Hi everyone, I’m Amythest and welcome to
Ask an Autistic. Scripting is a
topic that has been requested by quite a few people and I am excited to tackle it today But first I need to clear up any confusion, I am going to be addressing two similar but different behaviours today and I have heard
both of them being referred to as scripting. So I’ll be giving an overview of these two
kinds of scripting. The first kind is what I refer to as echolalial
scripting and the second is what I refer to as social scripting. So two distinct autistic
behaviours but I’ve heard the same word used to describe both of them. Echolalial scripting is well-known amongst
the parents of autistic children and it is sometimes referred to as “TV talk”. Echolalial
scripting is similar to simple echolalia, but echolalia is usually the repetition of
single words or phrases whereas echolalial scripting is more like the recitation of longer
passages of dialogue from books or movies or audio-media or whatever. Echolalia scripting
I think is very misunderstood. A lot of neurotypical parents don’t like
it because it is again, like stimming, one of those obviously autistic behaviours. I
also feel like it is misunderstood in that a lot of neurotypical people believe that
when autistic children or adults are engaging in echolalial scripting they’re not engaged
socially and you know they are “in their own little world”. For myself and for the
autistic children and people that I’ve known, that’s not really the case. In fact, echolalial
scripting, while it is often used for enjoyment, like stimming, just because it’s fun, it
can also be a method of expression and of social, if not interaction, then at least
engagement. You know, I am here, and I am present with you. For example, an autistic child who is sitting
at the dinner table with their family and the family is talking about what happened
during their day, and, you know, their opinions on this TV show or this movie or whatever,
and if the autistic child keeps interjecting with scripting, echolalial scripting, saying
lines from a movie or a book, the family might get annoyed or think that that child isn’t
paying attention. But the child is actually engaging with you right now. While echolalial scripting is fun and enjoyable
for autistic people, I myself particularly enjoy reciting dialogue from Lilo and Stitch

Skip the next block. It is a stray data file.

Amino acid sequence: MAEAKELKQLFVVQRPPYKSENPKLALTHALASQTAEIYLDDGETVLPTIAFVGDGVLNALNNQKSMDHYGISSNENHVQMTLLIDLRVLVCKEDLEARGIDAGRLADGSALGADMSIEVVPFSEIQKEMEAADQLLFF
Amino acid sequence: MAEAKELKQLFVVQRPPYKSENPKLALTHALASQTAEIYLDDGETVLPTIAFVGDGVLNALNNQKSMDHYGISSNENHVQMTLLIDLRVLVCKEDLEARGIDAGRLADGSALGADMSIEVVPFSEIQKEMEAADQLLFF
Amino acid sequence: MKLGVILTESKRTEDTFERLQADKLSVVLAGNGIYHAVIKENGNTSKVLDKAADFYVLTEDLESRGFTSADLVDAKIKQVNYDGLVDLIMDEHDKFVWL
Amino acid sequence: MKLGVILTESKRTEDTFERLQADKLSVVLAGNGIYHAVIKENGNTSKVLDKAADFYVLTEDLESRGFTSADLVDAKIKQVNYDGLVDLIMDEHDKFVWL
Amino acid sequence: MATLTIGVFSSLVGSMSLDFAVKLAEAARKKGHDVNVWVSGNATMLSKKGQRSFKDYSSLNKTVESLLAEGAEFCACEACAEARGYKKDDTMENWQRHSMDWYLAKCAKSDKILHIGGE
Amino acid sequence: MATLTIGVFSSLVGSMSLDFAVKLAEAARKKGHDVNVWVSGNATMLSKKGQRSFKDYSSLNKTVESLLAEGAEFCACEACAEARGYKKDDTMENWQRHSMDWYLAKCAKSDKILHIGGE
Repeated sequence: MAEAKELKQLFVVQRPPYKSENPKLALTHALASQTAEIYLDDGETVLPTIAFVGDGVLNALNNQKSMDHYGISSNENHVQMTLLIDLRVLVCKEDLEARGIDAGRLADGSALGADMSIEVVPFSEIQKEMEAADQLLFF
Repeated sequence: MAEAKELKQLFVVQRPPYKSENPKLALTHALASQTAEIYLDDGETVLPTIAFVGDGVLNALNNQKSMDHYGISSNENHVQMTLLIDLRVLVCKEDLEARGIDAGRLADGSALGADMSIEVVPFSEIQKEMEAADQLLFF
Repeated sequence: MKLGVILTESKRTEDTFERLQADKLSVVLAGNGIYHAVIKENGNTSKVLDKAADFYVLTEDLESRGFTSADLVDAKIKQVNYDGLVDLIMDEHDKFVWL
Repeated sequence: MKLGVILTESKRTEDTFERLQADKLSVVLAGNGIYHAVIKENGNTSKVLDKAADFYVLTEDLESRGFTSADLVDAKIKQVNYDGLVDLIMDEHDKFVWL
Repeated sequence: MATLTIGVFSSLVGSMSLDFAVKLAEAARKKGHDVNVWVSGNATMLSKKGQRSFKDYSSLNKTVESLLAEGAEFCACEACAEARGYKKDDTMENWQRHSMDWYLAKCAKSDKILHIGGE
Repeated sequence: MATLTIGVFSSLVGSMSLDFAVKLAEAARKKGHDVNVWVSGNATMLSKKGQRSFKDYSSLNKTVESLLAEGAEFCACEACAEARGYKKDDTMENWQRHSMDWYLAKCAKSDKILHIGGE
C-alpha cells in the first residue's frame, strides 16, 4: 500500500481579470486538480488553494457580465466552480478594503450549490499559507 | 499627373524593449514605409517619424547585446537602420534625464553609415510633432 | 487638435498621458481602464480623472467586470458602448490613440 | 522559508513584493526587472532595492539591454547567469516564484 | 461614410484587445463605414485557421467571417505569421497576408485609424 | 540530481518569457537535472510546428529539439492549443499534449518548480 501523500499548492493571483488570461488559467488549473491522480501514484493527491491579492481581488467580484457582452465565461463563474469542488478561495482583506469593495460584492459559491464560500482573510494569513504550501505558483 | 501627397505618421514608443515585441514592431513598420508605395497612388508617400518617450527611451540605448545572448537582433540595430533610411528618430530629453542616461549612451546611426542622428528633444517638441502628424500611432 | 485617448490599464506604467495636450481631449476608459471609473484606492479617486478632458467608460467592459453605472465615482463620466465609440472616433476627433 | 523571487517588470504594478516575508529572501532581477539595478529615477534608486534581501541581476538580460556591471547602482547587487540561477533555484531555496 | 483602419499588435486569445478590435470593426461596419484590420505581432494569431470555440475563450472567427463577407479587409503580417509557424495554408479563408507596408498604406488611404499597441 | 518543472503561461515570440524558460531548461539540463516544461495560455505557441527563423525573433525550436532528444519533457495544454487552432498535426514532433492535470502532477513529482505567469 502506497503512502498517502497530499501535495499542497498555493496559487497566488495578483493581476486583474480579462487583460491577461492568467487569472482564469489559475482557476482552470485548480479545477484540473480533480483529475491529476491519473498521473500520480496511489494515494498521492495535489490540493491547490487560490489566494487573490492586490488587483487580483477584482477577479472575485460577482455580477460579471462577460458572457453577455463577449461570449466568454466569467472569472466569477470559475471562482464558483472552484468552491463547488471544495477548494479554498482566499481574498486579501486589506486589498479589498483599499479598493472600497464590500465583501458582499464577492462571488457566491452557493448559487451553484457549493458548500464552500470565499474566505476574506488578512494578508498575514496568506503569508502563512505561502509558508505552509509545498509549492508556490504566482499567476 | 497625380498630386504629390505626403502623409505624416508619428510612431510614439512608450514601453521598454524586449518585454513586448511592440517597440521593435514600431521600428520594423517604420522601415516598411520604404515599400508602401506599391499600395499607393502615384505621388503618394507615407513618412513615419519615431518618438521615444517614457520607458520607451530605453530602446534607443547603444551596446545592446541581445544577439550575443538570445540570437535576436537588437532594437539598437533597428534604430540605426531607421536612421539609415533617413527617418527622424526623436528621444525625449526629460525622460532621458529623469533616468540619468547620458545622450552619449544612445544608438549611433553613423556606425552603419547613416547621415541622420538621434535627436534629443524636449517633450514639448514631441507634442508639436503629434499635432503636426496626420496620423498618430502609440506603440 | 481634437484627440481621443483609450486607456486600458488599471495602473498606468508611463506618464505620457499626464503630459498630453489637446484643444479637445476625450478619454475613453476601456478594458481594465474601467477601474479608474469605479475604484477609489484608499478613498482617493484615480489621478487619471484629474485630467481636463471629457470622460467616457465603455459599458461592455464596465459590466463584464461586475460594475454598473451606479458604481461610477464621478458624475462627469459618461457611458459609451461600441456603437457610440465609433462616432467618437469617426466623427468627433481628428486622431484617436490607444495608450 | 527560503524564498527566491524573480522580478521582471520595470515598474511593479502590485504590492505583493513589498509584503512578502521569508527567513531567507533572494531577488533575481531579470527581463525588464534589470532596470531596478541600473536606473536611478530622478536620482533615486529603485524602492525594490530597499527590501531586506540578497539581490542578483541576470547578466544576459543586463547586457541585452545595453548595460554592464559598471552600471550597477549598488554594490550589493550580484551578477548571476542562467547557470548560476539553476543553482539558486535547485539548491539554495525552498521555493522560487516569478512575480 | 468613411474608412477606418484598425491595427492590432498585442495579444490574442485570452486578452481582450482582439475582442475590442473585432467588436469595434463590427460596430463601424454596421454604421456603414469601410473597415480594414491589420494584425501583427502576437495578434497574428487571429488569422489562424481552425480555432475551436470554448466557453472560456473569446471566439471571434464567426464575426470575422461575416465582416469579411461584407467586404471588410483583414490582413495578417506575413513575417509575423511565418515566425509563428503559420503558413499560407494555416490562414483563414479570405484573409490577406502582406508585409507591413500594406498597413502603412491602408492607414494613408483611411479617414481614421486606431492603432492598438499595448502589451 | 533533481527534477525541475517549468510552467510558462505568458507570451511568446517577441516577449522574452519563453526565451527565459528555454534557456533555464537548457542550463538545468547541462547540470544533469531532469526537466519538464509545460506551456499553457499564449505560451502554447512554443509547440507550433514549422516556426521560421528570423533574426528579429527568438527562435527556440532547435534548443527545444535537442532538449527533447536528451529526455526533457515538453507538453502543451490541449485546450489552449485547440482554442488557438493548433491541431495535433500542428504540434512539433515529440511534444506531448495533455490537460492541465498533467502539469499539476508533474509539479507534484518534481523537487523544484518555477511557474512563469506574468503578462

when I am in a good mood, it can also be used as a method of expression. But this method
of expression or even communication is often overlooked or misunderstood by neurotypical
people. I have found that, especially in emotionally charged situations, I find myself repeating
dialogue or quotations from a book or a movie that I feel is somehow applicable to me, to
my needs or wants in that moment. And while in that moment I am unable to direct my thoughts
into my own words, so to speak, I am able to express via familiar and comforting lines
of dialogue from movies or books. And I think later that I WAS communicating, you know,
when I was close to meltdown or when I was very frustrated. What I, what I kept repeating,
whatever line or quotation was applicable, just maybe not in a very linear way. So I
think that if you start to think of it as not only something enjoyable like stimming,
but also as a potential form of communication and expression, then you can start to watch.
“In what situations does my daughter do that script?” or “In what situations does
my son use echolalial scripting more?”. And maybe this certain phrase means that he’s
happy and excited. And so I guess what I want to say is while
echolalial scripting is often just for enjoyment, because it’s fun, it feels good, autistic
children will have their favourite scripts that they say over and over and that’s fine
and it’s great and it’s actually good for them in their development. But echolalial
scripting also has the possibility to be a method of expression and even a way to make
needs met. Even if this form of expression and communication isn’t at first easily
decipherable or very “normal”. The second kind of scripting, I refer to as
social scripting. And I feel like this is more applicable to autistic teenagers and
adults, but autistic children will start to use scripts from a very very young age. For
myself, it’s how I learnt how to verbally communicate. I would speak using phrases and
quotations from Disney movies, and eventually graduating into longer and longer scripts.
Then, when I was about 3 or 4, I started to have needs beyond what I could make met with
echolalial scripting from Disney movies. And so I started to kind of piece together what
I heard in movies, conversational dialogue, and what people were saying around me. And
through this cutting and pasting, I graduated into speaking with what neurotypical people